All of which resonates with a warning by former USAID administrator Andrew Natsios that ‘those development programmes that are most precisely and easily measured are the least transformational, and those programmes that are the most transformational are the least measured’.
The risk-versus-uncertainty conundrum is not just an analytical one: it has clear ethical implications for what donors choose to do, and how they justify their choices. The VfM agenda carries with it a very specific ethical theory that does not stray far from classic utilitarianism. We learned from John Stuart Mill to think about the greatest happiness for the greatest number of individuals as the pinnacle of ethical decision-making: by calculating the overall value (or ‘utility’) of alternative courses of action, we can identify the most satisfactory one. It is easy to see traces of this moral philosophy in VfM, where the goal is to measure the expected utility to aid recipients as well as aid taxpayers. But outside of the kind of thought experiments devised by moral philosophers and Hollywood writers, it is very hard to make calculable moral choices, especially when faced with development challenges.
Is it right to finance a failing health system so that more patients can be saved from preventable diseases, even if 50% of the total aid funds get lost to waste or corruption? Are the lives of those patients saved worth more or less than what we would get out of the money if it stayed in donor countries? Can we ensure that our own use of public funds at home will be 100% VfM? What if politicians here choose a patently useless project to fund just because it is expedient or good public relations? How can we be sure that the risks of foreign aid are less desirable than the risks of domestic policy? The answer, of course, is that public policy everywhere tends to unfold in a context of uncertainty. And just like uncertain public policy at home, foreign aid is guided by – usually covert – moral principles, even when they are disguised as calculability and due diligence.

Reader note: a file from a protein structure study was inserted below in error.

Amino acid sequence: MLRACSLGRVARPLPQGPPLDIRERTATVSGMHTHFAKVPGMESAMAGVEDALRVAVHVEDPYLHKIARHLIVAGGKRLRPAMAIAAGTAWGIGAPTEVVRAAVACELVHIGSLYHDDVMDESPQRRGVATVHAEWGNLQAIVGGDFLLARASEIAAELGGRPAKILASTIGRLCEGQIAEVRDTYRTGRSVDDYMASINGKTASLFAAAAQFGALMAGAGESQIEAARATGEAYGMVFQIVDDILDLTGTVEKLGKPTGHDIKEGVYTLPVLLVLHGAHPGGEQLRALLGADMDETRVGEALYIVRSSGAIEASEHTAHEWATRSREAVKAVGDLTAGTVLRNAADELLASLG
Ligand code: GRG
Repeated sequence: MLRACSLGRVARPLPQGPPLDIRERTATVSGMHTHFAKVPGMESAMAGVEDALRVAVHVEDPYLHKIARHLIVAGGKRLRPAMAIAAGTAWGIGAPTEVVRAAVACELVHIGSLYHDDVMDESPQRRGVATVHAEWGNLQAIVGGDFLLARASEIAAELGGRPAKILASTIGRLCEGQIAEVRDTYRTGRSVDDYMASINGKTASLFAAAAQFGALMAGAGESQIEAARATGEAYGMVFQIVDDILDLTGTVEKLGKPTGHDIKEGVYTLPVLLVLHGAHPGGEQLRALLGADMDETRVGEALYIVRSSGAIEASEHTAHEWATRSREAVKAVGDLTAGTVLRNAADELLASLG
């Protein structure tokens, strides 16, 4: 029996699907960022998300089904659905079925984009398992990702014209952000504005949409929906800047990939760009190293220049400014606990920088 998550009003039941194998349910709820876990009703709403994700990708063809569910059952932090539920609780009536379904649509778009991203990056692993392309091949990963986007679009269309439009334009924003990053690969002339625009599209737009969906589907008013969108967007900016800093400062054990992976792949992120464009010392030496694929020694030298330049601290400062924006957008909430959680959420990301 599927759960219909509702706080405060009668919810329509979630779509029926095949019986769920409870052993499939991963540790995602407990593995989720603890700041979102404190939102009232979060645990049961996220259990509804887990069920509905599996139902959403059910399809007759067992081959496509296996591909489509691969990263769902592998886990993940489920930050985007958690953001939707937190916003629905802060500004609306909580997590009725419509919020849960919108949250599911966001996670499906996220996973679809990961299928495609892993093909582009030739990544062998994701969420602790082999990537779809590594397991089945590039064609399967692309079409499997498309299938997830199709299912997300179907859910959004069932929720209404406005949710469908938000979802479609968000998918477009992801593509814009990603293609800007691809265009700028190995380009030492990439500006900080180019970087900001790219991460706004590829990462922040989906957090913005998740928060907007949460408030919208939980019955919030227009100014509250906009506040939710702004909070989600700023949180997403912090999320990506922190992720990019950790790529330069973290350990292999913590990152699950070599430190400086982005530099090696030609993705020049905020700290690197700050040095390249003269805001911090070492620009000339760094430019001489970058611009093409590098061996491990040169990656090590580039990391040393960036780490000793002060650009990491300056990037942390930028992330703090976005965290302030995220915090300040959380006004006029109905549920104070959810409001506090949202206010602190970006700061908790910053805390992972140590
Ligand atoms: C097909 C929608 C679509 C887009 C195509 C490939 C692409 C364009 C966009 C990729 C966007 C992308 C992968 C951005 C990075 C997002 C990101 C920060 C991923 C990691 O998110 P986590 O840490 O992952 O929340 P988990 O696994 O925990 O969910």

What are we left with, then?
The VfM agenda and its proponents, however well meaning, are forcing foreign aid agencies to choose between irrelevance and subterfuge. Either practitioners will look after their career prospects first and design the kind of low-risk projects that politicians like to talk about but rarely lead to sustainable development, or they will obfuscate the very real politics of development in order to comply with the twin demands of accounting and transparency. This condemns donor publics to a superficial understanding of development, which can only give wings to fiscal conservatives and aid deniers who are more likely to use foreign aid as political ammunition than worry about the plight of developing countries. We will have certainty, yes, but a kind of certainty that is ultimately banal in its lack of practical and moral value.
Pablo Yanguas is author of Why We Lie About Aid and a research fellow with the Effective States and Inclusive Development Research Centre (ESID) at the University of Manchester.